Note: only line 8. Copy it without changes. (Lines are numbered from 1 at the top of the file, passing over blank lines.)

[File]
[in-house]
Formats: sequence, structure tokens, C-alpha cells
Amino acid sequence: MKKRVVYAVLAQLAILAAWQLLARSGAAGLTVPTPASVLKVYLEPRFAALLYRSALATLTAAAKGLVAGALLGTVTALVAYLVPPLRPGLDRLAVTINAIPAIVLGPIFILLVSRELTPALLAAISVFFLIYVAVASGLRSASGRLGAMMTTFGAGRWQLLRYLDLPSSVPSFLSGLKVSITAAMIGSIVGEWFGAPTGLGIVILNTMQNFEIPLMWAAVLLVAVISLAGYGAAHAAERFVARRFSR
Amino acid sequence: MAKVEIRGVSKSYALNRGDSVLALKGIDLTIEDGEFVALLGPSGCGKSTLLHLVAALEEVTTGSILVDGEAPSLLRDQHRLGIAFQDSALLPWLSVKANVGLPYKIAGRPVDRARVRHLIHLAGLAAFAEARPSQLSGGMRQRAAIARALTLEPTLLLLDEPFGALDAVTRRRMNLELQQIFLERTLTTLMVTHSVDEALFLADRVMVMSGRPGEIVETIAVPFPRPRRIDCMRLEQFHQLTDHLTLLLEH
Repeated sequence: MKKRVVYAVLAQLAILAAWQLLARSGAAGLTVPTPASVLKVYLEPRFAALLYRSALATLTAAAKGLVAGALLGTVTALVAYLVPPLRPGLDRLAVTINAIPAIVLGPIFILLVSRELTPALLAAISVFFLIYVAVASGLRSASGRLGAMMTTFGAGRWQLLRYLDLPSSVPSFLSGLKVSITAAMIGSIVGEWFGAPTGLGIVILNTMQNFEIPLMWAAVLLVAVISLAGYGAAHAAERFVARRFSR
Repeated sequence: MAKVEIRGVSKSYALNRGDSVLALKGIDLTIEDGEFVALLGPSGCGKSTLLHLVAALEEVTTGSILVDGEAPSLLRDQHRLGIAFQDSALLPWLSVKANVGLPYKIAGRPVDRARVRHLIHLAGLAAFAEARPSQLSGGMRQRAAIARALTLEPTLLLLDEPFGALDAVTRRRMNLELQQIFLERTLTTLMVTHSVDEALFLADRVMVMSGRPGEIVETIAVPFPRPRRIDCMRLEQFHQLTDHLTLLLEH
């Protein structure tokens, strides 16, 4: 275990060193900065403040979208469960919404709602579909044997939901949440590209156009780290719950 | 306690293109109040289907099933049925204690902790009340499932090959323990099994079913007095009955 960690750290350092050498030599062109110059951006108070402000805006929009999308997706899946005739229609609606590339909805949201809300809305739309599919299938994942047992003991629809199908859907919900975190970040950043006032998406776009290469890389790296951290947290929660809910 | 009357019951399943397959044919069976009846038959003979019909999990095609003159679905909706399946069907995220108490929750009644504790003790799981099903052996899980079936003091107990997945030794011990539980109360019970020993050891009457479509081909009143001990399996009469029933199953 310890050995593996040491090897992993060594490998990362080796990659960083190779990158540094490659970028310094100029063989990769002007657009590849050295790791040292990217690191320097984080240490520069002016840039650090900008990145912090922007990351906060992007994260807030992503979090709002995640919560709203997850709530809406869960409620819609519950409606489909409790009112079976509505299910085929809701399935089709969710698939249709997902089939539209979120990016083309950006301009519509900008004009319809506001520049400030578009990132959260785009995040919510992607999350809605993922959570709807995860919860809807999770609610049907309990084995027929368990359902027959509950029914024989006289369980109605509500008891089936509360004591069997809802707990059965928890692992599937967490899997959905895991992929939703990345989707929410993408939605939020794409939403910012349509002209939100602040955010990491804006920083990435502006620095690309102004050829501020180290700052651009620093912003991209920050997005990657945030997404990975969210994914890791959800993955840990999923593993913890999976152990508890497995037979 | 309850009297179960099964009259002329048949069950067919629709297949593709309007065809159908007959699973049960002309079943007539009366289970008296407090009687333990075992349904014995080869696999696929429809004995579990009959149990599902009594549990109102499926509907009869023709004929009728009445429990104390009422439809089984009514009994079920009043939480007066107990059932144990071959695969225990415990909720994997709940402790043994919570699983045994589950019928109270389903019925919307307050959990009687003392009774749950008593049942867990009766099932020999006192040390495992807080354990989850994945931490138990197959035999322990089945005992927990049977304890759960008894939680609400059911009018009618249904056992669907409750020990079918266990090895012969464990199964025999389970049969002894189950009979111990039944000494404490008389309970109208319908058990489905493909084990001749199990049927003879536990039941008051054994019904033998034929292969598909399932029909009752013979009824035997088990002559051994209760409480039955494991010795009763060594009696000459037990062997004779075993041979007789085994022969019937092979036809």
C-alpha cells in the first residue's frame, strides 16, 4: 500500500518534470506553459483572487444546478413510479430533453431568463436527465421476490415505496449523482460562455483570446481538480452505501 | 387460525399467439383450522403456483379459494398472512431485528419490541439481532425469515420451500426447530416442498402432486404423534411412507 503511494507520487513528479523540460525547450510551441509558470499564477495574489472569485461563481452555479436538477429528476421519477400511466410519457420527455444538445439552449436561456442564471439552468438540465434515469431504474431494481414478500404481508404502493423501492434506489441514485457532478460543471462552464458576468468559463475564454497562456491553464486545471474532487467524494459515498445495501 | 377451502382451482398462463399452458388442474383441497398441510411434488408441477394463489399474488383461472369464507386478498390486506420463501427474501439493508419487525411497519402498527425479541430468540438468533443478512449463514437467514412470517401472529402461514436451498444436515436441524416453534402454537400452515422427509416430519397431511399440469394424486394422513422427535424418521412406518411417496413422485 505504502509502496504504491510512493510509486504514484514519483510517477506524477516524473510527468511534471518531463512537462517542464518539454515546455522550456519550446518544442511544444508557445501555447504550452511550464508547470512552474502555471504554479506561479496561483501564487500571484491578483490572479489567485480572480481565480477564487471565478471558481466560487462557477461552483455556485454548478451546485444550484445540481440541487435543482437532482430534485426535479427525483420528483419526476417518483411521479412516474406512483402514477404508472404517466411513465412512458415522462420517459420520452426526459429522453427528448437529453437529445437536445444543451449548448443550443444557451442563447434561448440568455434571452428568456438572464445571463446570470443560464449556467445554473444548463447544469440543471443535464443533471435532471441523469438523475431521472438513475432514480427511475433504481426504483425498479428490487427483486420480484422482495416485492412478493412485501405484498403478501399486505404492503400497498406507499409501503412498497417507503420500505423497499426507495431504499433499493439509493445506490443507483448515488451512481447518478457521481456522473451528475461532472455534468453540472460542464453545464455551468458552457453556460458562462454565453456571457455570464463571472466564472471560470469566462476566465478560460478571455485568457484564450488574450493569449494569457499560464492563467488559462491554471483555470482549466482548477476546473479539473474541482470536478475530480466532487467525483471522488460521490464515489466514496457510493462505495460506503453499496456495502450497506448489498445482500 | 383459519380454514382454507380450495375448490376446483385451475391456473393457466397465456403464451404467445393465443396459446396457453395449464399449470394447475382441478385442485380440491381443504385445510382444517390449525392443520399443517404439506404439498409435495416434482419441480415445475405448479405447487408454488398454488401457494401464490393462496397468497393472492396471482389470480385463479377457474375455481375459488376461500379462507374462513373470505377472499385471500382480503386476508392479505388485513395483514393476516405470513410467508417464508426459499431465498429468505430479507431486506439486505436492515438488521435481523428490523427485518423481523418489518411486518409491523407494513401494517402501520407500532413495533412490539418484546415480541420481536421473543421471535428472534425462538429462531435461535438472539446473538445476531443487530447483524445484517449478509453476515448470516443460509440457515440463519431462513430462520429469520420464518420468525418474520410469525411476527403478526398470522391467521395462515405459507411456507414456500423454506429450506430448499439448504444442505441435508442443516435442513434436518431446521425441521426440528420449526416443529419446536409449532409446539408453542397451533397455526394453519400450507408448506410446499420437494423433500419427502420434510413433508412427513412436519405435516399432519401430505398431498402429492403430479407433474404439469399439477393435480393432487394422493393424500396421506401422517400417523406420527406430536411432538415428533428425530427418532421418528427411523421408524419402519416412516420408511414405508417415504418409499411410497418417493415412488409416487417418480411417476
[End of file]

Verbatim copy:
C-alpha cells in the first residue's frame, strides 16, 4: 500500500518534470506553459483572487444546478413510479430533453431568463436527465421476490415505496449523482460562455483570446481538480452505501 | 387460525399467439383450522403456483379459494398472512431485528419490541439481532425469515420451500426447530416442498402432486404423534411412507 503511494507520487513528479523540460525547450510551441509558470499564477495574489472569485461563481452555479436538477429528476421519477400511466410519457420527455444538445439552449436561456442564471439552468438540465434515469431504474431494481414478500404481508404502493423501492434506489441514485457532478460543471462552464458576468468559463475564454497562456491553464486545471474532487467524494459515498445495501 | 377451502382451482398462463399452458388442474383441497398441510411434488408441477394463489399474488383461472369464507386478498390486506420463501427474501439493508419487525411497519402498527425479541430468540438468533443478512449463514437467514412470517401472529402461514436451498444436515436441524416453534402454537400452515422427509416430519397431511399440469394424486394422513422427535424418521412406518411417496413422485 505504502509502496504504491510512493510509486504514484514519483510517477506524477516524473510527468511534471518531463512537462517542464518539454515546455522550456519550446518544442511544444508557445501555447504550452511550464508547470512552474502555471504554479506561479496561483501564487500571484491578483490572479489567485480572480481565480477564487471565478471558481466560487462557477461552483455556485454548478451546485444550484445540481440541487435543482437532482430534485426535479427525483420528483419526476417518483411521479412516474406512483402514477404508472404517466411513465412512458415522462420517459420520452426526459429522453427528448437529453437529445437536445444543451449548448443550443444557451442563447434561448440568455434571452428568456438572464445571463446570470443560464449556467445554473444548463447544469440543471443535464443533471435532471441523469438523475431521472438513475432514480427511475433504481426504483425498479428490487427483486420480484422482495416485492412478493412485501405484498403478501399486505404492503400497498406507499409501503412498497417507503420500505423497499426507495431504499433499493439509493445506490443507483448515488451512481447518478457521481456522473451528475461532472455534468453540472460542464453545464455551468458552457453556460458562462454565453456571457455570464463571472466564472471560470469566462476566465478560460478571455485568457484564450488574450493569449494569457499560464492563467488559462491554471483555470482549466482548477476546473479539473474541482470536478475530480466532487467525483471522488460521490464515489466514496457510493462505495460506503453499496456495502450497506448489498445482500 | 383459519380454514382454507380450495375448490376446483385451475391456473393457466397465456403464451404467445393465443396459446396457453395449464399449470394447475382441478385442485380440491381443504385445510382444517390449525392443520399443517404439506404439498409435495416434482419441480415445475405448479405447487408454488398454488401457494401464490393462496397468497393472492396471482389470480385463479377457474375455481375459488376461500379462507374462513373470505377472499385471500382480503386476508392479505388485513395483514393476516405470513410467508417464508426459499431465498429468505430479507431486506439486505436492515438488521435481523428490523427485518423481523418489518411486518409491523407494513401494517402501520407500532413495533412490539418484546415480541420481536421473543421471535428472534425462538429462531435461535438472539446473538445476531443487530447483524445484517449478509453476515448470516443460509440457515440463519431462513430462520429469520420464518420468525418474520410469525411476527403478526398470522391467521395462515405459507411456507414456500423454506429450506430448499439448504444442505441435508442443516435442513434436518431446521425441521426440528420449526416443529419446536409449532409446539408453542397451533397455526394453519400450507408448506410446499420437494423433500419427502420434510413433508412427513412436519405435516399432519401430505398431498402429492403430479407433474404439469399439477393435480393432487394422493393424500396421506401422517400417523406420527406430536411432538415428533428425530427418532421418528427411523421408524419402519416412516420408511414405508417415504418409499411410497418417493415412488409416487417418480411417476